That also has the positive effect that it is a nice self-balancing game mechanism, rather than the current spiral of failure. I’m pretty certain I’ll replace the impact with a slight, short-term popularity jump.

Three pronged game development strategy

We hear a lot about how the PC market is on the way down, Dell are making less money, Microsoft keep making stupid decisions (someone sack ballmer and put in someone with a clue as to what they are doing please). and meanwhile everyone’s favorite tax-dodger apple is making more money than any sane human can imagine. Desktop PC’s are out, and tablets are in. Mobile is king. Just look at any number of crazy charts etc…

I suspect that although desktop PC gaming may not be as healthy as it once was, it is still pretty healthy, and I suspect laptop PC gaming is probably stronger than ever before. Laptops always used to be an executive, wealthy-persons PC, with the majority of us putting up with big beige boxes whilst the high fliers had a Sony Vaio. These days, laptops are cheap as chips, and have more than enough horsepower for gaming.

Personally, I still do 95% of my gaming on my desktop. This is to be expected for a developer, because I have 9as I keep reminding people) a darned comfy office chair and a nice office. I’m perfectly happy gaming in my office. However, the reality for people not working like me is that PC use might increasingly be on a sofa, in the garden, on a kitchen table with a laptop, wherever.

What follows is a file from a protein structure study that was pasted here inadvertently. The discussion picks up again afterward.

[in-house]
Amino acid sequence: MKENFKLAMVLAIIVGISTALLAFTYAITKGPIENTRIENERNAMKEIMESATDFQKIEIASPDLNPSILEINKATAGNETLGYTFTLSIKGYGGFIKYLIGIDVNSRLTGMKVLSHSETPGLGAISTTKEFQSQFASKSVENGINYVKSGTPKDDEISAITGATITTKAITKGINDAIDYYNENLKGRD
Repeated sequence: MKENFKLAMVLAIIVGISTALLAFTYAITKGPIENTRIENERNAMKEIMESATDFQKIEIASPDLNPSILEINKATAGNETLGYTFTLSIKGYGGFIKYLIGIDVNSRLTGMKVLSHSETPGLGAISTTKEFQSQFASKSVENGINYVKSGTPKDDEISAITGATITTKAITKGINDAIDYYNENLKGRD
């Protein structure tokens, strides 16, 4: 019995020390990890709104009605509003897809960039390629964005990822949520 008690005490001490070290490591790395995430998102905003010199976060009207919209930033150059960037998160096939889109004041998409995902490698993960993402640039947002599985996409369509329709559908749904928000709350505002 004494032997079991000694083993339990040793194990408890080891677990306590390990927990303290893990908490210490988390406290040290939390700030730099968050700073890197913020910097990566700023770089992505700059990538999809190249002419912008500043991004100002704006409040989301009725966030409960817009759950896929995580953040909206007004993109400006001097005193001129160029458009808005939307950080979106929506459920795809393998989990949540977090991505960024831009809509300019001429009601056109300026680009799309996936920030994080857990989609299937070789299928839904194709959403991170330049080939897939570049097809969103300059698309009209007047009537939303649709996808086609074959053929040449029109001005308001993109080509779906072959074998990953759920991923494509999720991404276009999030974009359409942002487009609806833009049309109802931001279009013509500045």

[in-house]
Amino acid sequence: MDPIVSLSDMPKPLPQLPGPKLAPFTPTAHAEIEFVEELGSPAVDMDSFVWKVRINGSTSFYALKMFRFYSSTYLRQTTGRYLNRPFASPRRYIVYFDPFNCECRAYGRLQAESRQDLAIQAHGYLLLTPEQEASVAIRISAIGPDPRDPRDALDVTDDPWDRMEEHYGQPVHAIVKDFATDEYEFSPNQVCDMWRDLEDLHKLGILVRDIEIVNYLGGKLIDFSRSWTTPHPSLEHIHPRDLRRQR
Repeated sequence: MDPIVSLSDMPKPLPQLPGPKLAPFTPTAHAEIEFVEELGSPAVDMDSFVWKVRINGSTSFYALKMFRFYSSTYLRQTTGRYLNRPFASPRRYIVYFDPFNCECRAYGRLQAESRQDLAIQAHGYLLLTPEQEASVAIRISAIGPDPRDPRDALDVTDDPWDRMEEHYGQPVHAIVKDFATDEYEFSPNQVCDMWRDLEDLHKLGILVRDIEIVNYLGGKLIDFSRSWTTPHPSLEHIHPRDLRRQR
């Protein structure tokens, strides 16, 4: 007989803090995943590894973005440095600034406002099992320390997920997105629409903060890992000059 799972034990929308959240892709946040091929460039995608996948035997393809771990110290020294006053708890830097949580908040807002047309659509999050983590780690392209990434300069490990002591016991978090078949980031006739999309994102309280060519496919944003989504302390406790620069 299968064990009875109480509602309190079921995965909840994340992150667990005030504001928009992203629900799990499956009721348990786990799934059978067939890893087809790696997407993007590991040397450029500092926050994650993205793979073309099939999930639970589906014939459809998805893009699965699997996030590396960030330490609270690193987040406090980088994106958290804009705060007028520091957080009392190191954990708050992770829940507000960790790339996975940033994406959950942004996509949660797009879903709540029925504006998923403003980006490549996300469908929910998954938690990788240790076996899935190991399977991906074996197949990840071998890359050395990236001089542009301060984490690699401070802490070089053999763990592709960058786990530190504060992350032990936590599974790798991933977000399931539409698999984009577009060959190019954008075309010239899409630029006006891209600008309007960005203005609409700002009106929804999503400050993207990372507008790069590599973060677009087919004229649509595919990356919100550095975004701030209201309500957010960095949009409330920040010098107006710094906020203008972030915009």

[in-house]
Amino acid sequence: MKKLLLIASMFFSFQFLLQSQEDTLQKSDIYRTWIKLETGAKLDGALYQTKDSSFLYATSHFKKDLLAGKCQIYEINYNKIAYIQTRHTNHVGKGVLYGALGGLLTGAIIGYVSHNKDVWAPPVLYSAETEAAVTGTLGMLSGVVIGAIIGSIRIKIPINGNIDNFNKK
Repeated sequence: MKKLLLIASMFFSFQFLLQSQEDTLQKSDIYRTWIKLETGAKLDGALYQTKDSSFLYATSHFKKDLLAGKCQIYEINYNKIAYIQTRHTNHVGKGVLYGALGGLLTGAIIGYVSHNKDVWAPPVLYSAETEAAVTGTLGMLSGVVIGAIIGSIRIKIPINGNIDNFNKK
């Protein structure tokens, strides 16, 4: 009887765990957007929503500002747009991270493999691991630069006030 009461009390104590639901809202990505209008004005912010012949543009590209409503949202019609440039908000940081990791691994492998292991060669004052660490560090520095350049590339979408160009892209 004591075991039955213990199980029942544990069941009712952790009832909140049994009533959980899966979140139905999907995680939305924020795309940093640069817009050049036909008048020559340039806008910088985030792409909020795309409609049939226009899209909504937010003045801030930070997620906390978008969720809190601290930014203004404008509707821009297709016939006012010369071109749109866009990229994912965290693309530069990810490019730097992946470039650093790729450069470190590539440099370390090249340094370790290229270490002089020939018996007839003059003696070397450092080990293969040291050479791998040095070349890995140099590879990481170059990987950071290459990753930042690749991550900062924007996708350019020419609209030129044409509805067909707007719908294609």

I’m hoping to steer positech in a bunch of different directions over the next few years. here uis my grand strategy marvel/laugh at its genius.


Democracy 3 is aimed at you. I will try to minimize it’s file access and CPU usage to ensure it doesn’t drain your battery, and I pledge to playtest it on laptops at least as much as desktops. D3 is a thinking game, one you might prefer to play lying on a sofa with a laptop.